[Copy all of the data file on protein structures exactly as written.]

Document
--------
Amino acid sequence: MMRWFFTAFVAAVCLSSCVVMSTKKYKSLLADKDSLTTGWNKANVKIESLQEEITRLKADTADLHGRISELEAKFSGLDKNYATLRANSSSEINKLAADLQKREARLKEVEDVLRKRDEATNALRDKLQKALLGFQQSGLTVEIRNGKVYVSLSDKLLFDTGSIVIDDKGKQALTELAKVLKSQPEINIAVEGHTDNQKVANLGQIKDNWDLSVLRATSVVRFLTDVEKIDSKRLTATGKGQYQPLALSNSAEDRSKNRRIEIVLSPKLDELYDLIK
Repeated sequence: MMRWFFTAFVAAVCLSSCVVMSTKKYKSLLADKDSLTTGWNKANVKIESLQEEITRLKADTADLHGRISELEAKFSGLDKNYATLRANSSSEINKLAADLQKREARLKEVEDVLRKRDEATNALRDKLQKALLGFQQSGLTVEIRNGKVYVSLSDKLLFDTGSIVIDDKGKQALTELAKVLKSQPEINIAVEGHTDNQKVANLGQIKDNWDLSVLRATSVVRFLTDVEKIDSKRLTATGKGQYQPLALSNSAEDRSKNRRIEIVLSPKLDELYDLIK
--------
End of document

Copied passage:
Amino acid sequence: MMRWFFTAFVAAVCLSSCVVMSTKKYKSLLADKDSLTTGWNKANVKIESLQEEITRLKADTADLHGRISELEAKFSGLDKNYATLRANSSSEINKLAADLQKREARLKEVEDVLRKRDEATNALRDKLQKALLGFQQSGLTVEIRNGKVYVSLSDKLLFDTGSIVIDDKGKQALTELAKVLKSQPEINIAVEGHTDNQKVANLGQIKDNWDLSVLRATSVVRFLTDVEKIDSKRLTATGKGQYQPLALSNSAEDRSKNRRIEIVLSPKLDELYDLIK
Repeated sequence: MMRWFFTAFVAAVCLSSCVVMSTKKYKSLLADKDSLTTGWNKANVKIESLQEEITRLKADTADLHGRISELEAKFSGLDKNYATLRANSSSEINKLAADLQKREARLKEVEDVLRKRDEATNALRDKLQKALLGFQQSGLTVEIRNGKVYVSLSDKLLFDTGSIVIDDKGKQALTELAKVLKSQPEINIAVEGHTDNQKVANLGQIKDNWDLSVLRATSVVRFLTDVEKIDSKRLTATGKGQYQPLALSNSAEDRSKNRRIEIVLSPKLDELYDLIK